Schoneveld Breeding’s services don’t stop with the supply of seed. Their focus is on collaborations throughout the entire chain, with the grower in central position. Touch Me and Addenda are prominent examples. The breeder is looking for similar partnerships for their other product groups.
By Peter van Leth
Schoneveld Breeding’s assortment consists of five product groups: cyclamen Super Series (75%), primula Touch Me and primula acaulis Paradiso (10%), ranunculus Sprinkles (10%) and campanula Florentes (5%). Some of their seed production happens in Tanzania to spread the risk and because it offers a better climate.
Getting growers involved
Schoneveld Breeding generally takes around 10 years to develop a new variety and gets growers closely involved during the last scaling-up phases of the process. “We aren’t the fastest breeder, but we want to be and remain successful with the products that we bring to the market. That’s why we do a lot of testing, especially together with growers that we know well”, explains commercial director Frans Peter Dechering.
Own cultivation advisers
This close contact with growers doesn’t end there, either. Schoneveld Breeding supports growers with regards to cultivation, marketing and sales advice.
“We were the first breeding company that started working with our own cultivation advisers. That was around 2008/2009. Initially just in the Netherlands, and nowadays everywhere we operate. With the help of product and marketing management, we want to link the right end customer, whether this is a florist, garden centre or retailer, to the trade and to growers. This results in very specific product-grower-market combinations. We’re trying to create a market for a novelty, even before the product is ready to be launched”, says Dechering.
As an example, he mentions their new cyclamen Super Series Djix. We decide together with growers how many seeds will be made available. “It makes the launch of this pot plant a joint effort, which leads to significantly better results.”
All product groups
Dechering feels that growers’ associations Touch Me and Addenda are prominent examples of how partnerships with the breeder can work in practice. Ideally, Schoneveld Breeding would like to see collaborations like this for all of its product groups.
Dechering thinks that at some stage, there might be a cyclamen growers’ association, similar to Touch Me.
However, the initiative must come from the growers themselves. “The independent position of a growers’ association is its strength. Our company plays an important, guiding role. With a commercial interest of course.”
Schoneveld Breeding is currently experimenting with other crops. Any new crops will have to be a good fit for the company. They’ll basically have to be cold-loving, flowering pot plants, propagated from seed. Which crops they’re considering, Dechering won’t say. He does share that any crop they start with, will have to be a step forwards within the existing assortment, for example with regards to speed, sustainability or plant form.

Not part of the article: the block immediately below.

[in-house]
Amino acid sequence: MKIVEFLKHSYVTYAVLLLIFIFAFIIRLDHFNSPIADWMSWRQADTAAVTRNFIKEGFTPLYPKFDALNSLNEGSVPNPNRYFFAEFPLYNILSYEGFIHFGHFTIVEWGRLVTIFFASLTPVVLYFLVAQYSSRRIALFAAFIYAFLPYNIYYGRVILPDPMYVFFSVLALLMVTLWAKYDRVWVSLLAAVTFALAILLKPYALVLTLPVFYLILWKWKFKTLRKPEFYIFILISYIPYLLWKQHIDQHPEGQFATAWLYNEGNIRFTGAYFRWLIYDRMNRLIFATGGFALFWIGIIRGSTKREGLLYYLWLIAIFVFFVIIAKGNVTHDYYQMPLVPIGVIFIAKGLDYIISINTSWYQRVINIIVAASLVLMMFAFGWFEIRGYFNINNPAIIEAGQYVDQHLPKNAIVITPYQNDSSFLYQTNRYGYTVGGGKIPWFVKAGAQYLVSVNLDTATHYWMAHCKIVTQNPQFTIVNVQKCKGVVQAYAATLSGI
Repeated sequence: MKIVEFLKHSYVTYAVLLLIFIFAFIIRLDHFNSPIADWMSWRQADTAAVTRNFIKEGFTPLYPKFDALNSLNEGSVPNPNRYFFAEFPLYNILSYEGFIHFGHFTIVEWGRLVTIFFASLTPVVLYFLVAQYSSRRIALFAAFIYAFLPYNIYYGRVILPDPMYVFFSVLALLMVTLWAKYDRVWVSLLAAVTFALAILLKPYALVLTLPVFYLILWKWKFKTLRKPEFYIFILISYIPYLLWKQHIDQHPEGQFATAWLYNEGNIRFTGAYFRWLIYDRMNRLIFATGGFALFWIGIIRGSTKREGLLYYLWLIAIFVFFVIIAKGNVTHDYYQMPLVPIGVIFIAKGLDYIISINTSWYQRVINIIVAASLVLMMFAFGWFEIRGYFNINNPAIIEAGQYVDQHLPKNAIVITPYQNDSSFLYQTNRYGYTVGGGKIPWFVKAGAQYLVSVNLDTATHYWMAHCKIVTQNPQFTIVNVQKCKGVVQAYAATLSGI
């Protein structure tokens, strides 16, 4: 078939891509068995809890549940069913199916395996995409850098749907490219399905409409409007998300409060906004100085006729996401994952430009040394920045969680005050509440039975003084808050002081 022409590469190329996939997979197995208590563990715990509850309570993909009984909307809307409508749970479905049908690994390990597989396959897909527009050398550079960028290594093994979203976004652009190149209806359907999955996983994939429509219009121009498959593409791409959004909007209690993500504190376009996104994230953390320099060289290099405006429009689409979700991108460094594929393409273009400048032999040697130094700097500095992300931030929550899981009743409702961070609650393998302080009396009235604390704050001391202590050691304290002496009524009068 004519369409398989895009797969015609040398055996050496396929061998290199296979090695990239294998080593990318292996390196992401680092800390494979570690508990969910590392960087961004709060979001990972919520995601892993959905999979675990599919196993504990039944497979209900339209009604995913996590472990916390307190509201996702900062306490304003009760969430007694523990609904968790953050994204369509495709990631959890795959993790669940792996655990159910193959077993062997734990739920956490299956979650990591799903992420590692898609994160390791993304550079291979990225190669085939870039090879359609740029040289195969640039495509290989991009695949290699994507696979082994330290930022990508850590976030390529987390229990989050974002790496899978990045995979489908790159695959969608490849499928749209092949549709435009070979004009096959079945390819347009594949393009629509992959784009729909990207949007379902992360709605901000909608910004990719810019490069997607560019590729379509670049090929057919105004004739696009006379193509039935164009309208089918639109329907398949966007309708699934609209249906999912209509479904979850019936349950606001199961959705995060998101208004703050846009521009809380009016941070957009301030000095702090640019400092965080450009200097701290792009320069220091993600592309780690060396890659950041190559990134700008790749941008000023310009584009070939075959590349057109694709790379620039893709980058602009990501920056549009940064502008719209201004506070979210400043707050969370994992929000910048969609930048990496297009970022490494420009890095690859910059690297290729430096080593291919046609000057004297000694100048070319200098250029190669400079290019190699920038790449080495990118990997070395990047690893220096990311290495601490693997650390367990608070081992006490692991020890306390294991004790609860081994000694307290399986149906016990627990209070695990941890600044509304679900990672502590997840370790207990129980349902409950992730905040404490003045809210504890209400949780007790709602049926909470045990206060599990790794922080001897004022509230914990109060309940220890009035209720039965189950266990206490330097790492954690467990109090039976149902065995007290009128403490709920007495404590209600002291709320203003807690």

“We aren’t a copycat. All our products must be of high quality and differentiate. And they must be profitable for the entire chain of course.”
If they are going to expand, they wouldn’t increase by more than double of the current five product groups. “Ten product groups seems to be a natural maximum for us. If we had more product groups than that, we would no longer be able to perfectly control all parts of the process. You can’t be the best in everything, so it’s important to make choices”, feels Dechering.
From ‘can grow’ to ‘may grow’
Developments and trends are different for the different crops. Generally speaking, you could say that the further north you get in Europe, the smaller the plant and pot size.
According to Dechering, cyclamen shows the most interesting developments. Maybe not for more imaginative forms or an extensive colour range, but certainly for the improvements in quality. Schoneveld Breeding asked all cyclamen breeders to participate in a joint quality project led by LTO Glaskracht and Royal FloraHolland.
“The quality that we deliver, especially during the winter months, must improve and that’s a joint responsibility. We, ourselves, might even take it a step further. By no longer cultivating fast summer varieties during winter for example. Decisions shouldn’t be based on what’s possible, but on what’s allowed.”
By the end of this year, the breeder will leave its current location in Twello. Their new location, called Schoneveld Breeding PlantXperience, will be in nearby Wilp. Half of the 3-ha complex consists of greenhouses and the other half of other facilities such as a molecular and cell biological laboratory, seed processing, seed technology and research facilities and offices. The R&D expansion in particular, is really going to speed up their breeding activities.
PlantXperience wants to link research, education and industry. Education is going to have a prominent place. This is reflected in different things, including the continued training of (new) staff and the installation of a glass corridor all along the outer side of the building. It will allow visitors to see the company’s activities without having to put on protective clothing.